The Mariinsky forces (choir and orchestra), very much Gergiev’s orchestra, were present, courtesy of BP. Capitalism has its place. The choir was not huge, but at 60 — split equally between males and females — it made a sonorous yet miraculously word-precise impact. The words were in Russian and these were given in transliteration and translation in the programme book. They spared us nothing when it came to revolutionary rhetoric. There were no vocal soloists, excepting a man from the body of the choir who in one very brief episode declaimed Lenin’s words through a megaphone.

Other “specials” amid the orchestra included three bayans (accordions), a siren, an alarm bell and six percussionists called on to tramp-march noisily at one point. There was no sign of the Maxim machine gun or the cannon, either in physical presence or in recorded sound.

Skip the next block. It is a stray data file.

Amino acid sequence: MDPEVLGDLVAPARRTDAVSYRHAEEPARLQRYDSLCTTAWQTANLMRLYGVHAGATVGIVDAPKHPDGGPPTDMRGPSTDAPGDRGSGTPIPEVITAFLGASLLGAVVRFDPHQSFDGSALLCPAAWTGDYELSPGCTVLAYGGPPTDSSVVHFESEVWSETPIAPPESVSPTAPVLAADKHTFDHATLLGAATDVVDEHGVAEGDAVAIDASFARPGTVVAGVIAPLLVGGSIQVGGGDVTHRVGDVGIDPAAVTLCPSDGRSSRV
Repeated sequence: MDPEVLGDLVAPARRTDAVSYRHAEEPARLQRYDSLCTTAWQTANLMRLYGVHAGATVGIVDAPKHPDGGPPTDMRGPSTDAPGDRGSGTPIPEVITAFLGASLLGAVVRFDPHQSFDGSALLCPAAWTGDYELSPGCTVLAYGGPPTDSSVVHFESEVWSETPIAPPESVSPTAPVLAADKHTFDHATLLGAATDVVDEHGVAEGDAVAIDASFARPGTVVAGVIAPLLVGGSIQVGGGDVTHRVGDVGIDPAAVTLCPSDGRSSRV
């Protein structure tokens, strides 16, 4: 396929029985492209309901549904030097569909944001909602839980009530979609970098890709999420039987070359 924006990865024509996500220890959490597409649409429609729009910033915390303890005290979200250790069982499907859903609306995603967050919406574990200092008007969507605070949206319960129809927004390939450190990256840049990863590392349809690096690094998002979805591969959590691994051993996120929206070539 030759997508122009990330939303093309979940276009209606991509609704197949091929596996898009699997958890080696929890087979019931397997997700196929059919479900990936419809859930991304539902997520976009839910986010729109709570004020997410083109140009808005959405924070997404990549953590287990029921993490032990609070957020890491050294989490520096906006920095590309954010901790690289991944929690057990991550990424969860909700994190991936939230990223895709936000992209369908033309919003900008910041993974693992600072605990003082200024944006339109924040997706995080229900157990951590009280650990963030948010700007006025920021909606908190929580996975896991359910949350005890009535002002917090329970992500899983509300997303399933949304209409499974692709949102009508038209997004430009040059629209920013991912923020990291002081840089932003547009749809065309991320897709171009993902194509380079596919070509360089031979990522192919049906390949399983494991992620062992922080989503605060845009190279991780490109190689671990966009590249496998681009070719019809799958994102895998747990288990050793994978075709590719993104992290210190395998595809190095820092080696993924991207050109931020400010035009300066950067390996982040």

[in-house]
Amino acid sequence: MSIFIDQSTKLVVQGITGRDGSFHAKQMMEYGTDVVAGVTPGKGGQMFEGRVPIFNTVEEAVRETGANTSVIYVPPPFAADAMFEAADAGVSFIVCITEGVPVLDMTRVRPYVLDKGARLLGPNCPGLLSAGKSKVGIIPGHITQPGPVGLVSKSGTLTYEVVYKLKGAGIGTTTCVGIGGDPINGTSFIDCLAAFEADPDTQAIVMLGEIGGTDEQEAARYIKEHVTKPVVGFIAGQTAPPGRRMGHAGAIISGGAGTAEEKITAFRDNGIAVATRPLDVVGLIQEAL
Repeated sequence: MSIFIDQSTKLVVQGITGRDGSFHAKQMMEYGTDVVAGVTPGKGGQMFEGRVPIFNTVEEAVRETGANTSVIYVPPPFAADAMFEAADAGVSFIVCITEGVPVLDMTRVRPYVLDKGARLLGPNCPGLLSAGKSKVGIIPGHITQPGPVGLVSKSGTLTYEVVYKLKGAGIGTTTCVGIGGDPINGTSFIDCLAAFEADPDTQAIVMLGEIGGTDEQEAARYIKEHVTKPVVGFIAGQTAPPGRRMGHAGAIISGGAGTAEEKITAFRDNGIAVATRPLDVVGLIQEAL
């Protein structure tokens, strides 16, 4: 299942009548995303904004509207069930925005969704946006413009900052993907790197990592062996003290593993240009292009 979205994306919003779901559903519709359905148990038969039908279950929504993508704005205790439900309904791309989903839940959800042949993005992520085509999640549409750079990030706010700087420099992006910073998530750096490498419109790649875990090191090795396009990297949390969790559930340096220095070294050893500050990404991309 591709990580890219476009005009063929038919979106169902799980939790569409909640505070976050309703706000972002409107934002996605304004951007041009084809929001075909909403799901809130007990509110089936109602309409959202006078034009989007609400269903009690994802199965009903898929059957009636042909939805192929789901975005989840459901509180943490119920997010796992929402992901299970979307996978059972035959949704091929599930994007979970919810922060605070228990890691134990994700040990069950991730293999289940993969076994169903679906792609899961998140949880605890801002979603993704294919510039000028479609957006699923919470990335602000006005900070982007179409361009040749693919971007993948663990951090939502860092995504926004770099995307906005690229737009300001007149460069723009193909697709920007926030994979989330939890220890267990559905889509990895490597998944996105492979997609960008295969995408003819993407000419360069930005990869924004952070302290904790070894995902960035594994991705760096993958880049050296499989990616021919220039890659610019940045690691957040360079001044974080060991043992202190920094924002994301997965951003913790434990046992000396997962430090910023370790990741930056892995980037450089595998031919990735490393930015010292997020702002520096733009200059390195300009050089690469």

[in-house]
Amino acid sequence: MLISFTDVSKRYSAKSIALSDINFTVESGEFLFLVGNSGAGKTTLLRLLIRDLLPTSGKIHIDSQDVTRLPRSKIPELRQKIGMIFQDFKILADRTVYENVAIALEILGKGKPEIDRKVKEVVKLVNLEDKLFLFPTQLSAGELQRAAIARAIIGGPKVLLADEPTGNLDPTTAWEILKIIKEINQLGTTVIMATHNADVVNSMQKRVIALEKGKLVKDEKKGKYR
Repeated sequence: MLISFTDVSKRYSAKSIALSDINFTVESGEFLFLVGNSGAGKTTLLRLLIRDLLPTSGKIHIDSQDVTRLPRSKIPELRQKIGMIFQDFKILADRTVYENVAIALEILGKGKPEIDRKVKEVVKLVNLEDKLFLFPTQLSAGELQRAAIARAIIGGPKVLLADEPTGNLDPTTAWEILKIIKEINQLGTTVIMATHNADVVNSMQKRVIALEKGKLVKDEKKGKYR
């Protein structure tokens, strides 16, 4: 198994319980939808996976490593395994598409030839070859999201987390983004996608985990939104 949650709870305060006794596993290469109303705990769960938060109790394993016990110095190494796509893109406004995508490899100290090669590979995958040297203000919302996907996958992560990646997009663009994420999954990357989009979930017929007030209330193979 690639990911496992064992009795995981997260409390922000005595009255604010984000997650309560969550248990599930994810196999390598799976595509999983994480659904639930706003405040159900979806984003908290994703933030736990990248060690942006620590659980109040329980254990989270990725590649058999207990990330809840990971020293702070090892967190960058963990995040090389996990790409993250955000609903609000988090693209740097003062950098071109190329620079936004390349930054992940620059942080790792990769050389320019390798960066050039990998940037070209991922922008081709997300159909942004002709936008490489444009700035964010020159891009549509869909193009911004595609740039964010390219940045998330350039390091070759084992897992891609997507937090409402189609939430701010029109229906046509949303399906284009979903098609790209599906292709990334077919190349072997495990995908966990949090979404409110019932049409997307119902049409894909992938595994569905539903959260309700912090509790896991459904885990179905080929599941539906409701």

As for the orchestra, it was crammed into the stage with little elbow room. That is a pity, since there were two-rows-worth of empty space from the foremost rank of seats back to the outer lip of the staging and the Prommers railing. The orchestra was by no means small in number, with the brass arranged left to right: trumpets (6), trombones (6), tuba (2) and horns (8). The violins were divided left (firsts) and right (seconds) of the conductor.